Dogen Zenji famously said that to study the buddhadharma is to study the self. This post concludes a series of translations and commentaries that dig directly into that point. And the koan that is unpacked below points directly to the "I" consciousness (aka, manas or seventh consciousness) that Dogen was referring to.
The above mentioned series, includes the following:
Below you'll find the pre-koan to "Yunmen's Two Illnesses" and an attached pdf (because it seems to me that it'd be easier to work with it that way) with my commentary on the case where I give some context for this koan being a "difficult to pass through" (nanto) koan and highlight some of the key points for students to clarify.
Hakuin Zenji says about this about this kōan:“I want you noble ones penetrating Zen’s hidden depths to know that these words of instruction Qiánfēng addresses to his monks are very difficult— difficult in the extreme. You should never think otherwise…. Just concentrate yourselves steadily and single mindedly on gnawing your way into Qiánfēng’s words. Suddenly, unexpectedly, your teeth will sink in. Your body will pour with cold sweat. At that instant it will all become clear. You will see the infinite compassion contained in Qiánfēng’s instructions. You will grasp the timeless sublimity of Yúnmén’s response.”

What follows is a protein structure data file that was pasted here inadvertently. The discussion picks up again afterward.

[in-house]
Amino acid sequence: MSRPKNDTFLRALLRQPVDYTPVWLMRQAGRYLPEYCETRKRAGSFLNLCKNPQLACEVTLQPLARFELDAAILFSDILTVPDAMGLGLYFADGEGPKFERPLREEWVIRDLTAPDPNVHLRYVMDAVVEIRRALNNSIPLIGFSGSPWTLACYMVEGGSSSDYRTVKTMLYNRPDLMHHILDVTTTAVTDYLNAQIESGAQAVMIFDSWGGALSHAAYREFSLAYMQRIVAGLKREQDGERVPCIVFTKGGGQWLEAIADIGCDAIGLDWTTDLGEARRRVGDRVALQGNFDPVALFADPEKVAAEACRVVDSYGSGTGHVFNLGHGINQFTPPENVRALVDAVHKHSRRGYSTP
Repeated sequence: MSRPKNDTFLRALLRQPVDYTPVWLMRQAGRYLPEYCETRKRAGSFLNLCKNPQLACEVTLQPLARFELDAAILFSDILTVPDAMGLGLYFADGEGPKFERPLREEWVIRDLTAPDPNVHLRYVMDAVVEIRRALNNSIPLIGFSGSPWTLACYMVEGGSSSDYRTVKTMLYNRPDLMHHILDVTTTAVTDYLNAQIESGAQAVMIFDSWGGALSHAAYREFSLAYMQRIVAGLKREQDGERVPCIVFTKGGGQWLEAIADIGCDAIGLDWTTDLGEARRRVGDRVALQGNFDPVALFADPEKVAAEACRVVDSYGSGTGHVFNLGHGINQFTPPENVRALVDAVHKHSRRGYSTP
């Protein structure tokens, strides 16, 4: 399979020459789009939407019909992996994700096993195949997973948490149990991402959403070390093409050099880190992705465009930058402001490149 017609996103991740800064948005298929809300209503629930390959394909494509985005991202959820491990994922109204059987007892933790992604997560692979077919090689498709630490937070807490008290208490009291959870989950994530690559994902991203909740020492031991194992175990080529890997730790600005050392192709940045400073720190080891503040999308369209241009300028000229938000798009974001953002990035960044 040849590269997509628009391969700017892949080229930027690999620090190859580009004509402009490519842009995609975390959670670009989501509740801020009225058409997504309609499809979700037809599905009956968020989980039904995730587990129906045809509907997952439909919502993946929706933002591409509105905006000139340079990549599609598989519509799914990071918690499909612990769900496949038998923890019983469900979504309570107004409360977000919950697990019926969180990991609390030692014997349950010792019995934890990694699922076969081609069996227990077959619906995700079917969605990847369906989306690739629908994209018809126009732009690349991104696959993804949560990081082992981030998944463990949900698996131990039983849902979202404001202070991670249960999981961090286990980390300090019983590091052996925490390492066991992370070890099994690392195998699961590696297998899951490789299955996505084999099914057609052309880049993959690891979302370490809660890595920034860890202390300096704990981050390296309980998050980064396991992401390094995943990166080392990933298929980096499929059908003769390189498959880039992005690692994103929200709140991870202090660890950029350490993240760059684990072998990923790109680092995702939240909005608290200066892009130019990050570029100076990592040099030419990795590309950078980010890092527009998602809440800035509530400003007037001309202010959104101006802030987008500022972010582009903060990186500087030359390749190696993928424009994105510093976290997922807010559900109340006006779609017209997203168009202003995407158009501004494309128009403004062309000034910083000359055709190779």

Raising the main case
Qiánfēng presented to the assembly, saying: “The dharma body has three kinds of illnesses and two kinds of light. One-by-one, you must directly pass through them. Further, bear in mind that there is a single opening going beyond.”
Yúnmén came forward and said, “It’s like a person inside a thatched hut - why don’t they know the matter outside the thatched hut?”
Fēng chuckled and then belly laughed. Mén said, “Yet this student of Way is in a place of doubt.”
Fēng said, “Where is your mind going?”
Mén said, “I want the venerable to get it with me.”
Fēng said, “Truly one must be this way to begin sitting in peace.”
Mén said, “Yes! Yes!”